I am definitely not a huge sports fan. And the only time I was probably excited about the Olympics was three years ago, when a US Navy stationed in Okinawa (or someplace else) invited me to come visit for the event. Of course I met someone else (ironically with the same name as his) and we lost touch.
I think I have heard the news last year (or assumed) that it was canceled because of the pandemic. Since I am in a voluntary news blackout, it was not until I started seeing Facebook posts about the Olympics that I have found out it is on. And of course, last night, history was made when Hidilyn Diaz wins Philippines’ first Olympic gold medal with weightlifting.
I see a lot of posts about this momentous event in social media, most of which are political and social in nature. I am aware of the national pride and the much-needed respite from all the unpleasantness the 30-year old athlete has brought in the country. I myself, have been writing about how I was feeling down lately, and hearing her story lifted my spirits up somehow.
To say that I am impressed is an understatement. One, she is 7 years younger than I am and has achieved so much already. Two, she is 54.90 kg who lifted a total of 224 kg. I am 44 kg and my back hurts whenever my 20 kg daughter would “climb up” in my arms. Three, she is just so awesome and I am so lame. Seriously, I could not even keep up 30 min of abs workout or zumba. She may be passionate about her craft, but I am sure her journey to gold has not been an easy feat.
Mental and emotional strength
Evidently, Hidilyn Diaz’ physical strength is unquestionable—but throughout her journey, the weightlifter has also proven mental and emotional toughness, overcoming numerous obstacles that nearly broke her spirit.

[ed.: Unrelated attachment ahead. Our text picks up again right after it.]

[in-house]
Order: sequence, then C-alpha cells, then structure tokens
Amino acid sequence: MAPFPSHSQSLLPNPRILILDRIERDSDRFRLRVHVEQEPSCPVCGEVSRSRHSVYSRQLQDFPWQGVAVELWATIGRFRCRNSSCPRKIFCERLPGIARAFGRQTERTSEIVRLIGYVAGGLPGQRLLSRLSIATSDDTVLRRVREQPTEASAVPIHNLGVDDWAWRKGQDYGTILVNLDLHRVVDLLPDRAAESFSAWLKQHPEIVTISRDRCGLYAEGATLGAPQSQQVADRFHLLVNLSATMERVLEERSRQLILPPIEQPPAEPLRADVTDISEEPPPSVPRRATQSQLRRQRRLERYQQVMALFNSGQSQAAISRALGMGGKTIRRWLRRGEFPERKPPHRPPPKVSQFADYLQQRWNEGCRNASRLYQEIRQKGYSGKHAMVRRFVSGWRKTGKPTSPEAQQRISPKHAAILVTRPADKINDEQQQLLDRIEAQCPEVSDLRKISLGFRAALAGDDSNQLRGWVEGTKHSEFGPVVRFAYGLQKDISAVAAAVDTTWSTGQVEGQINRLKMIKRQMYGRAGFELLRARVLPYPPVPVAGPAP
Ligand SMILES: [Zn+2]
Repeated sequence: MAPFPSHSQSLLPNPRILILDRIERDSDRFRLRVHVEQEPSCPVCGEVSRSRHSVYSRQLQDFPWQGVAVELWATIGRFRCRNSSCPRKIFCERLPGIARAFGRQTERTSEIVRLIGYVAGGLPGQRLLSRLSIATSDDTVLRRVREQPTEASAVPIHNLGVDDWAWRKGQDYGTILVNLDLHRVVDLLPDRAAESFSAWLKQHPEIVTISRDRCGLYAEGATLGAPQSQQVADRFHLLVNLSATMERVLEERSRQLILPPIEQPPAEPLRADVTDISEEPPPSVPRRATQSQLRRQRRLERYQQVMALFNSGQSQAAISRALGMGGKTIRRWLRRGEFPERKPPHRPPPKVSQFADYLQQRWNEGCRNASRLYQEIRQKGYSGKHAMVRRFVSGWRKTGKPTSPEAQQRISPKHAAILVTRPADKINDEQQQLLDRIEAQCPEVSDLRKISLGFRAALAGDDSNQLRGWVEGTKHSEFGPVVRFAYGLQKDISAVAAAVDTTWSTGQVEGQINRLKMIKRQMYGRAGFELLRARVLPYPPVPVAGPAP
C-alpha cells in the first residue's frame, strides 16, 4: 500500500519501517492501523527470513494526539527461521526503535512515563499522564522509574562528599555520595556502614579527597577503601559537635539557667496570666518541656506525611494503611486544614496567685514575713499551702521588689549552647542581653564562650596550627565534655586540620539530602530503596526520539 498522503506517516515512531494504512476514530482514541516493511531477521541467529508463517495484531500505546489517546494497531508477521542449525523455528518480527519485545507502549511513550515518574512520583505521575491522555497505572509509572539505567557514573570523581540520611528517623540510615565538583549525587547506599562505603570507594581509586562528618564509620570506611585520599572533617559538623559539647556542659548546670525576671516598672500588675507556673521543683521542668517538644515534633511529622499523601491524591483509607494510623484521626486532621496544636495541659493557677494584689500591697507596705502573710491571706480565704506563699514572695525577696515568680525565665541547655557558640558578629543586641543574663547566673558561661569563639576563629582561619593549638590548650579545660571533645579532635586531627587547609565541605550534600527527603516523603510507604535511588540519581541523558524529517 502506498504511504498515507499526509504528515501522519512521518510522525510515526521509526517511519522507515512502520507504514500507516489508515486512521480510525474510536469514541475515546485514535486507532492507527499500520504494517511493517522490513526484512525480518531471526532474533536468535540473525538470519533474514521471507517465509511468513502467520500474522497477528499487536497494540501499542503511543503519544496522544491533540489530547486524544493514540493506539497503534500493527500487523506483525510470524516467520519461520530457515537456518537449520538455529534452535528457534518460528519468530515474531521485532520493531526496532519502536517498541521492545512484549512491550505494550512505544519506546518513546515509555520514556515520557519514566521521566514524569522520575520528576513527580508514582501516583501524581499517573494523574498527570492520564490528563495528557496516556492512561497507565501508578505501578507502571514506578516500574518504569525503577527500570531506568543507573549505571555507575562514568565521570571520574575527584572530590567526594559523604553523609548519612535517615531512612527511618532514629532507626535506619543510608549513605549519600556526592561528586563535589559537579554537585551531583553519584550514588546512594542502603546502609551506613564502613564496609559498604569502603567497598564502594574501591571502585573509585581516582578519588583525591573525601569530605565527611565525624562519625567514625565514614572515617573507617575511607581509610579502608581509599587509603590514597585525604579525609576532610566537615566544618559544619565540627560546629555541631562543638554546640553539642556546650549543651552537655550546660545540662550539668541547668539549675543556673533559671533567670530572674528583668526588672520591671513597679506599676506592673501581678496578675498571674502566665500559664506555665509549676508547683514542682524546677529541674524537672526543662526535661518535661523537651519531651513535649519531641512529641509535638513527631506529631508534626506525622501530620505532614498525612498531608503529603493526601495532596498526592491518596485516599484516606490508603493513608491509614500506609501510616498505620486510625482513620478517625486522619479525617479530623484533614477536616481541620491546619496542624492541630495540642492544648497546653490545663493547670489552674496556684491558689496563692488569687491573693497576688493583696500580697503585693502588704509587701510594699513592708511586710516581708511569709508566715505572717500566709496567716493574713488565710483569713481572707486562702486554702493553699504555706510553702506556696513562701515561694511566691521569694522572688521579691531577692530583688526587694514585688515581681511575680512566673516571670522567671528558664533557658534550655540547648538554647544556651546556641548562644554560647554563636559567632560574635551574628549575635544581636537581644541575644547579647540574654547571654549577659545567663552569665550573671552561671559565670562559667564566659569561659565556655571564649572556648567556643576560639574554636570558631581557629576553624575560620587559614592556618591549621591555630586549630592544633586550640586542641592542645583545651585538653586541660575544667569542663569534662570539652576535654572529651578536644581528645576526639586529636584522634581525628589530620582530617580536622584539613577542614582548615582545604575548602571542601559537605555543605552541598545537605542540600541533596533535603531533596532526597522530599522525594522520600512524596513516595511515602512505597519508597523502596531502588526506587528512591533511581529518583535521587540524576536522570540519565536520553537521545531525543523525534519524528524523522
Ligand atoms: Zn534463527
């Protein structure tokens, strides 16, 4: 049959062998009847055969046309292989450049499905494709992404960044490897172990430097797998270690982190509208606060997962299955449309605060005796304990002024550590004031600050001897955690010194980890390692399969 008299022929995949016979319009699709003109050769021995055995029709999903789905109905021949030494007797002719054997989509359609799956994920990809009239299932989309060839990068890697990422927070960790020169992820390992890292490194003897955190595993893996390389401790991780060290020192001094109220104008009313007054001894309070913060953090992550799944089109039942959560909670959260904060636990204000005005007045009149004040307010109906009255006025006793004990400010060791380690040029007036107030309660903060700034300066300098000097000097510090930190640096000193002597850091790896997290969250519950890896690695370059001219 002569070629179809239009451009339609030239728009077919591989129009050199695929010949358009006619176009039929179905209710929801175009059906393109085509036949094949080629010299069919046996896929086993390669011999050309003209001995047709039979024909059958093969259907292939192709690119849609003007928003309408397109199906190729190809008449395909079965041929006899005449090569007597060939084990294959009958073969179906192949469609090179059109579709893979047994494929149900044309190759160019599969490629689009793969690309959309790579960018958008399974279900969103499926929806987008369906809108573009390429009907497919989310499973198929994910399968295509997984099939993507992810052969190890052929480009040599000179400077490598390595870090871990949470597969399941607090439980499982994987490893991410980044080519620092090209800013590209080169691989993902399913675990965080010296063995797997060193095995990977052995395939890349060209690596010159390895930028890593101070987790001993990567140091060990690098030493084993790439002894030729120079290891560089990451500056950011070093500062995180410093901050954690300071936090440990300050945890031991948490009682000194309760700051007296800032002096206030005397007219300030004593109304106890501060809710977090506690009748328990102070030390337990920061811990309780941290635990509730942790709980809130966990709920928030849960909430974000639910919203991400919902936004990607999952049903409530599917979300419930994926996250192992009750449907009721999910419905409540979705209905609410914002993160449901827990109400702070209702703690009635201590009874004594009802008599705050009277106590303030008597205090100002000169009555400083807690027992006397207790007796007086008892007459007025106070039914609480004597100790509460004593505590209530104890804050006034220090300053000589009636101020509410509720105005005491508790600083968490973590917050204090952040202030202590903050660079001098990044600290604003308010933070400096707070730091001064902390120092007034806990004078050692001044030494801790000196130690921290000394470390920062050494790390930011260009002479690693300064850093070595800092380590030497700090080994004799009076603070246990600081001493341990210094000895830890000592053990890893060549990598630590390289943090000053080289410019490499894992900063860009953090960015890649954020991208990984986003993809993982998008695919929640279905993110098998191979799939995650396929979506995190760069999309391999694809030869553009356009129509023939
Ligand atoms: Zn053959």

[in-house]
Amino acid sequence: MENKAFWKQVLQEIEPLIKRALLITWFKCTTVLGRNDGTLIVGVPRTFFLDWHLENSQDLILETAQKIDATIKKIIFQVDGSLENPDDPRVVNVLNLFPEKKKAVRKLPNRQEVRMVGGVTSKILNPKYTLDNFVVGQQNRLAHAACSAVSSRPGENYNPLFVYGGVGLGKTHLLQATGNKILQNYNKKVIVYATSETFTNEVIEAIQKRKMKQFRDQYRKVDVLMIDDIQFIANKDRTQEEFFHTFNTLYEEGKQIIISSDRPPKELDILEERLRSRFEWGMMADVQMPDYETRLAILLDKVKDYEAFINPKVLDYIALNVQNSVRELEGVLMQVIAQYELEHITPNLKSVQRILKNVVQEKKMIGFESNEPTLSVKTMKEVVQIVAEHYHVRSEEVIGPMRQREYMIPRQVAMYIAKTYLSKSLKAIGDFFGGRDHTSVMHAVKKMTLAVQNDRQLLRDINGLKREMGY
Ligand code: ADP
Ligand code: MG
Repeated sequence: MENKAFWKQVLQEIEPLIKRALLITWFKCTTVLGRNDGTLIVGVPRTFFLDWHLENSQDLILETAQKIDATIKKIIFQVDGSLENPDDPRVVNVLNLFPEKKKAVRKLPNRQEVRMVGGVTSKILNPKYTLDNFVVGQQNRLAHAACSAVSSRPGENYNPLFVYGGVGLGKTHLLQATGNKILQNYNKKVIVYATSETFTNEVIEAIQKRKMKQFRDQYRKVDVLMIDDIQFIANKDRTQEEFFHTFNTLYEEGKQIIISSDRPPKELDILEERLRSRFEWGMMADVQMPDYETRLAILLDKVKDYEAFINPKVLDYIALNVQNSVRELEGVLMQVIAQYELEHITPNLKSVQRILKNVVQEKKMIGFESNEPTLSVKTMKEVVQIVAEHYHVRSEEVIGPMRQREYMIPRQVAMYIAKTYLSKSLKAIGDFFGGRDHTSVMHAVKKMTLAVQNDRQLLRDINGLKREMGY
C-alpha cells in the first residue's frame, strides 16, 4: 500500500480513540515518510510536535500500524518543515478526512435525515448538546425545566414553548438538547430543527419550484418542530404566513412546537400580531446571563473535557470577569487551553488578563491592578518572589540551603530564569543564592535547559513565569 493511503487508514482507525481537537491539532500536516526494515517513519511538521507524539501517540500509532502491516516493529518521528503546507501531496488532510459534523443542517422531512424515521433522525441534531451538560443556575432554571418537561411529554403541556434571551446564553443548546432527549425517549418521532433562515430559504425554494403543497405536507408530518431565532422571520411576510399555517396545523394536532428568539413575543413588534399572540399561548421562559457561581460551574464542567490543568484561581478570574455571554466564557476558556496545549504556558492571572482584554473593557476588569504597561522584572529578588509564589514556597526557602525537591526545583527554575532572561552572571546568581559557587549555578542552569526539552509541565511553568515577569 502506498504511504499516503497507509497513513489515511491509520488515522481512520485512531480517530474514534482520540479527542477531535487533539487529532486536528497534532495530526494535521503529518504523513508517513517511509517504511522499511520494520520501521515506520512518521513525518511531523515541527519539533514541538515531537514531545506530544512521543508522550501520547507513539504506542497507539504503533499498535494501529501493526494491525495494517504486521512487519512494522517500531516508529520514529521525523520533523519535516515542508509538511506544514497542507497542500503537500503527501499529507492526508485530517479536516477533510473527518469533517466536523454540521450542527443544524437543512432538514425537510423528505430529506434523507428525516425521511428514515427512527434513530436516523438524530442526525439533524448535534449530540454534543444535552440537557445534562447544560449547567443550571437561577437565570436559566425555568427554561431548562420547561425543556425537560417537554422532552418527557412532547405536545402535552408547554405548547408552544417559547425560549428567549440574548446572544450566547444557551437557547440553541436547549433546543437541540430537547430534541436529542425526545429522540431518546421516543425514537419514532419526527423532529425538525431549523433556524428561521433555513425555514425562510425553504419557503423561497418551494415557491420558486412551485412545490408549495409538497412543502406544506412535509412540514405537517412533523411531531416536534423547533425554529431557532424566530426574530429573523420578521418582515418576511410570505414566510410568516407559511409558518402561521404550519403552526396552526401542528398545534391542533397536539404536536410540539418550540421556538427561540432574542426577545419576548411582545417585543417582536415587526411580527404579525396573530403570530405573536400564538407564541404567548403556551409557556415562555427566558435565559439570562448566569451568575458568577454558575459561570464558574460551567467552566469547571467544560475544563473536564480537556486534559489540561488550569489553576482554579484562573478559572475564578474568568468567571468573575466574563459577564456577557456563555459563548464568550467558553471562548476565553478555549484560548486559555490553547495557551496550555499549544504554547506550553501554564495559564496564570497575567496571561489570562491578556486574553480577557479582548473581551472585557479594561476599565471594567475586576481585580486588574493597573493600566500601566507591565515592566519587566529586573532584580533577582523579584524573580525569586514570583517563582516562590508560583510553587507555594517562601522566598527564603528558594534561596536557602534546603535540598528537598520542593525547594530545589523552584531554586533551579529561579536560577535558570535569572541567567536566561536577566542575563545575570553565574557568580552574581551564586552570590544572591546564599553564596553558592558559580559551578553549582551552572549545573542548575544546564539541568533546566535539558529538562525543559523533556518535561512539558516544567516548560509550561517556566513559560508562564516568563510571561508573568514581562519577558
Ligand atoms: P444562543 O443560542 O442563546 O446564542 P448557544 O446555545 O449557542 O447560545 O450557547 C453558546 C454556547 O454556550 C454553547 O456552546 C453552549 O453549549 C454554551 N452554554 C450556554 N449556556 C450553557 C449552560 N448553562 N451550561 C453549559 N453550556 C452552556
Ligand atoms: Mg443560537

Diaz faced a devastating loss at the 2012 London Olympics, where her efforts resulted in a shattering “Did Not Finish” after three failed clean and jerk attempts. Recounting this experience with Tatler, she intimated “My failure was so public. I was trolled online and bashed in the media, and although it was hard for me, it was more for my family.” Diaz continued, saying “I didn’t feel shame; I was just hurt because I love my country and would do everything for it. I did question if I deserved that kind of treatment but I continued to love and serve the Philippines.”
As the athlete prepared for her momentous return at the 2016 Rio Olympics, Diaz suffered a major injury. “At that point, I thought that there was no way I could win in the Olympics or even go back to weightlifting. I felt like I was a loser, a failure, that I was empty and with no purpose or direction in my life”, she told Tatler.
Most recently, Diaz confronted financial challenges that threatened her gold medal dream. Disclosing these difficulties with Tatler, she says “Training for the Olympics is gruelling and needs funding. We need to find the money to train and compete abroad, for accommodations, airfare, food and everything else”. In addition, the COVID-19 pandemic stranded the weightlifter in Malaysia , forcing her to train for the games away from her family.
Despite these mental and emotional strains, Diaz continued to overcome these challenges and come out on top – “Weightlifting makes me strong physically, but also mentally and emotionally, and allows me to face these challenges head-on”, she beams proudly. Fresh off her latest victory, she told AFP “I’m looking forward to going back home to the Philippines to be with my family because I really miss them […] I’m looking forward now to enjoy my life after so many sacrifices.”https://hk.asiatatler.com/society/hidilyn-diaz-5-things-you-should-know
Thank you, Hidilyn, for reminding me that the road to success takes time and a lot of sacrifices. Failing sometimes is ok, too, what is imperative is having the will to not give up and continue fighting. It took her 13 years to make history, shall I just think of my 2021 as her 2008 and look forward to bagging gold too sometime in 2034? Hey! I will be 50 then, my target retirement age. Somehow it feels like everything is right in the world again (in case you missed it, there is a bit of a sarcasm here), at least tonight it is.
How has the young gold-medalist inspired you?
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